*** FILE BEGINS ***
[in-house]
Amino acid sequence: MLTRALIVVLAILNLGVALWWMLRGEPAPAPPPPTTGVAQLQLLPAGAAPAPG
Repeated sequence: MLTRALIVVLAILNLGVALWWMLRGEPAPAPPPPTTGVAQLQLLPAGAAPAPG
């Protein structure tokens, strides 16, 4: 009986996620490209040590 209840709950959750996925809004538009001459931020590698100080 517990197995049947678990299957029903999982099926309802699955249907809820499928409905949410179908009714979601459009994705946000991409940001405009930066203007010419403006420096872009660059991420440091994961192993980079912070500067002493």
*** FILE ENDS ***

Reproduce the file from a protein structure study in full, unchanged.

[in-house]
Amino acid sequence: MLTRALIVVLAILNLGVALWWMLRGEPAPAPPPPTTGVAQLQLLPAGAAPAPG
Repeated sequence: MLTRALIVVLAILNLGVALWWMLRGEPAPAPPPPTTGVAQLQLLPAGAAPAPG
């Protein structure tokens, strides 16, 4: 009986996620490209040590 209840709950959750996925809004538009001459931020590698100080 517990197995049947678990299957029903999982099926309802699955249907809820499928409905949410179908009714979601459009994705946000991409940001405009930066203007010419403006420096872009660059991420440091994961192993980079912070500067002493």